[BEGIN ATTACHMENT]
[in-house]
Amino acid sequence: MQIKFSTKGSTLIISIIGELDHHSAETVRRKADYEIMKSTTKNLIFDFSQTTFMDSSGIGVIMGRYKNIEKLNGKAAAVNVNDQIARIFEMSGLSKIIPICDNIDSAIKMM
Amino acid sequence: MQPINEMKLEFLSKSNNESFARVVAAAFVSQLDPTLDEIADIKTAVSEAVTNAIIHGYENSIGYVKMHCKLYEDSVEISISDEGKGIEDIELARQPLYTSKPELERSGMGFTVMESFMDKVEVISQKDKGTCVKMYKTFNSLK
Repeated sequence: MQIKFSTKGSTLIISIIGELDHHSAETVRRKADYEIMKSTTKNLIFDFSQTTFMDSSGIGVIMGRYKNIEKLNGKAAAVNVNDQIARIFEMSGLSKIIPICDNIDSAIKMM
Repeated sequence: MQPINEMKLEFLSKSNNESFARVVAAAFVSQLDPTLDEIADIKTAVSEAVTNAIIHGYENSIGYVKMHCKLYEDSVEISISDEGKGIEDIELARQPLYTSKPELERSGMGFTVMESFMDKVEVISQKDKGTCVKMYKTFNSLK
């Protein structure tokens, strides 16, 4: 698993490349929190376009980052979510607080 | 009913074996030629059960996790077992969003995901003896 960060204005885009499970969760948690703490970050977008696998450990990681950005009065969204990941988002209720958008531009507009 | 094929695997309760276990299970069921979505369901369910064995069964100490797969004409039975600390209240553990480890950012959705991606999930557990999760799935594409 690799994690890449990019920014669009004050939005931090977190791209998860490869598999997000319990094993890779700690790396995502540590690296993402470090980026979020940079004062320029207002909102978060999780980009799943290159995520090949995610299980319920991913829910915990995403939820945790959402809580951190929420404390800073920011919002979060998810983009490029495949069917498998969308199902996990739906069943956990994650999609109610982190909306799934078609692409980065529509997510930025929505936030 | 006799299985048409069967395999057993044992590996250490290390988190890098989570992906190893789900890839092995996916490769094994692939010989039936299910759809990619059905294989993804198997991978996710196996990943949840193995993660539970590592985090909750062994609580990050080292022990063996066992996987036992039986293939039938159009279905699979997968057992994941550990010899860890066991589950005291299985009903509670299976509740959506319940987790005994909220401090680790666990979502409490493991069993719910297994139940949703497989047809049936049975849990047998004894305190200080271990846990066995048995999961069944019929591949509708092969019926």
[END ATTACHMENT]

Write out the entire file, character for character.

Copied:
[in-house]
Amino acid sequence: MQIKFSTKGSTLIISIIGELDHHSAETVRRKADYEIMKSTTKNLIFDFSQTTFMDSSGIGVIMGRYKNIEKLNGKAAAVNVNDQIARIFEMSGLSKIIPICDNIDSAIKMM
Amino acid sequence: MQPINEMKLEFLSKSNNESFARVVAAAFVSQLDPTLDEIADIKTAVSEAVTNAIIHGYENSIGYVKMHCKLYEDSVEISISDEGKGIEDIELARQPLYTSKPELERSGMGFTVMESFMDKVEVISQKDKGTCVKMYKTFNSLK
Repeated sequence: MQIKFSTKGSTLIISIIGELDHHSAETVRRKADYEIMKSTTKNLIFDFSQTTFMDSSGIGVIMGRYKNIEKLNGKAAAVNVNDQIARIFEMSGLSKIIPICDNIDSAIKMM
Repeated sequence: MQPINEMKLEFLSKSNNESFARVVAAAFVSQLDPTLDEIADIKTAVSEAVTNAIIHGYENSIGYVKMHCKLYEDSVEISISDEGKGIEDIELARQPLYTSKPELERSGMGFTVMESFMDKVEVISQKDKGTCVKMYKTFNSLK
């Protein structure tokens, strides 16, 4: 698993490349929190376009980052979510607080 | 009913074996030629059960996790077992969003995901003896 960060204005885009499970969760948690703490970050977008696998450990990681950005009065969204990941988002209720958008531009507009 | 094929695997309760276990299970069921979505369901369910064995069964100490797969004409039975600390209240553990480890950012959705991606999930557990999760799935594409 690799994690890449990019920014669009004050939005931090977190791209998860490869598999997000319990094993890779700690790396995502540590690296993402470090980026979020940079004062320029207002909102978060999780980009799943290159995520090949995610299980319920991913829910915990995403939820945790959402809580951190929420404390800073920011919002979060998810983009490029495949069917498998969308199902996990739906069943956990994650999609109610982190909306799934078609692409980065529509997510930025929505936030 | 006799299985048409069967395999057993044992590996250490290390988190890098989570992906190893789900890839092995996916490769094994692939010989039936299910759809990619059905294989993804198997991978996710196996990943949840193995993660539970590592985090909750062994609580990050080292022990063996066992996987036992039986293939039938159009279905699979997968057992994941550990010899860890066991589950005291299985009903509670299976509740959506319940987790005994909220401090680790666990979502409490493991069993719910297994139940949703497989047809049936049975849990047998004894305190200080271990846990066995048995999961069944019929591949509708092969019926």